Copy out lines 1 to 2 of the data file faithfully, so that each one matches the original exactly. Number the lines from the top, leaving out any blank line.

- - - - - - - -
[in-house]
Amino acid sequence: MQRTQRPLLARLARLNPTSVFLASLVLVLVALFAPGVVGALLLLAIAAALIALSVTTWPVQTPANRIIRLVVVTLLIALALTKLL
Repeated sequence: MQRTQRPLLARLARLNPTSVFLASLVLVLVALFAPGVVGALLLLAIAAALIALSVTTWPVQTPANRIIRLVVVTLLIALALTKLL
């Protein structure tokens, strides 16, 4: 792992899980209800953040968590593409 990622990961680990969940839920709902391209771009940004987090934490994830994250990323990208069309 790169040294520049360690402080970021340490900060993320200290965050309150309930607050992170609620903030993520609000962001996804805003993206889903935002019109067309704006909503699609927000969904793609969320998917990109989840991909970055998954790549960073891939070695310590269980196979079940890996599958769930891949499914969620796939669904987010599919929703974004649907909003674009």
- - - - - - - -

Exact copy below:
[in-house]
Amino acid sequence: MQRTQRPLLARLARLNPTSVFLASLVLVLVALFAPGVVGALLLLAIAAALIALSVTTWPVQTPANRIIRLVVVTLLIALALTKLL